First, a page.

Australasian Journal on Ageing

Overview of the September Issue

The Australasian Journal on Ageing (AJA) aims to provide articles of interest to a multidisciplinary audience, drawn from the Australian Association of Gerontology (AAG), Australian and New Zealand Society for Geriatric Medicine (ANZSGM), Aged and Community Services Australia (ACSA) and COTA Australia, in addition to the broader global gerontology community. The September issue certainly delivers evidence on a wide range of topics. The full table of contents can be found at

The issue contains three reviews:

  • Spiritual wellbeing in Indigenous and non-Indigenous older people
  • The role of functional neuroimaging  in delirium prevention
  • Relationships in consumer directed care

We also hear about residential care staff’s knowledge of delirium, in a study that highlights how standards and evidence based assessment tools are vital to optimise quality practice and care in this context.

There are papers on a range of other clinical topics, including malnutrition risk and functional decline. There is information to guide policy and planning with regard to emergency ambulance demand.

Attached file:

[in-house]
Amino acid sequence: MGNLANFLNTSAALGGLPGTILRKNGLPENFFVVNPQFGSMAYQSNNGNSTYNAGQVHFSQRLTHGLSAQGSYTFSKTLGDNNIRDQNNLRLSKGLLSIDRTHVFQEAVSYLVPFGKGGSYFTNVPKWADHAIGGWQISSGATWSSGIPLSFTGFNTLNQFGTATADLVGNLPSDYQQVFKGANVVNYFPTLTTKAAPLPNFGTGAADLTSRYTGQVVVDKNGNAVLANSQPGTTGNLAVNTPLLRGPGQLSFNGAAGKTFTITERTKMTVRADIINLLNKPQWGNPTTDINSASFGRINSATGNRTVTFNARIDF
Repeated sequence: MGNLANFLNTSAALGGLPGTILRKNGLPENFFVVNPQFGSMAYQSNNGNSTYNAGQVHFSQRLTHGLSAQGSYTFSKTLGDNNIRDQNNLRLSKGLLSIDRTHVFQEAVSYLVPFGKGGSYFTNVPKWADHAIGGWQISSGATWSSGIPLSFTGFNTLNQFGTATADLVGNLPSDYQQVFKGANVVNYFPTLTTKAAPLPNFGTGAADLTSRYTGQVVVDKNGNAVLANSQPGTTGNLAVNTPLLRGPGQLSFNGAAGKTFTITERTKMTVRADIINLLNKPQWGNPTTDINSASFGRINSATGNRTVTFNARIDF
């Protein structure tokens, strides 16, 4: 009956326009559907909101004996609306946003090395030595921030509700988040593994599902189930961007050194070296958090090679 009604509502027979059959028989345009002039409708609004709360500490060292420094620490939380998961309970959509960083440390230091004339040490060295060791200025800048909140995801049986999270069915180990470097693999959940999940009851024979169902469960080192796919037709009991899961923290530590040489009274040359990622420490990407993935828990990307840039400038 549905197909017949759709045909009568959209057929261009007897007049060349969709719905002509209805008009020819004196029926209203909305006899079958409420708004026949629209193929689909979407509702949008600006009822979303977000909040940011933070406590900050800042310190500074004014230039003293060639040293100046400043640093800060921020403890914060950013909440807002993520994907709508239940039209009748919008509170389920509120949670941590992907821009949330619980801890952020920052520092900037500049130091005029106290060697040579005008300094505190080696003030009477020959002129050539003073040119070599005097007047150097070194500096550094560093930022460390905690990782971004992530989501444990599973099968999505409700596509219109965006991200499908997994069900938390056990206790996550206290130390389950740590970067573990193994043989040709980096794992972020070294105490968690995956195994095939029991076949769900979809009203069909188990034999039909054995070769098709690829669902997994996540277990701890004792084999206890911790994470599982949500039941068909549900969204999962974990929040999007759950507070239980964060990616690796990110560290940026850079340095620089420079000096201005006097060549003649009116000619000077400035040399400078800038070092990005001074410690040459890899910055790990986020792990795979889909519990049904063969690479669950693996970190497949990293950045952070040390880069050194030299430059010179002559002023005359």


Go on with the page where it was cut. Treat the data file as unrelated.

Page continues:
Mental health is discussed in the context of the ‘sandwich’ generation. Two articles focus on the health of older Japanese people living in Australia (van den Broek; Watanabe and Honda). Finally, the implications of medical students’ perceptions of physical activity in older people and nursing students’ death anxiety are considered.

We hope that you find this issue useful in guiding your work and look forward to receiving contributions from you. Don’t forget that, in addition to the scientific papers we publish, we also welcome contributions for our ‘Reflection’ section. Poems or stories (fiction or non-fiction) related to any aspect of ageing, whether from the point of view of a health care worker or older person or patient, or simply an observer, will be considered.

[Source: Dr Jane Sims, Deputy Editor-in-Chief, AJA]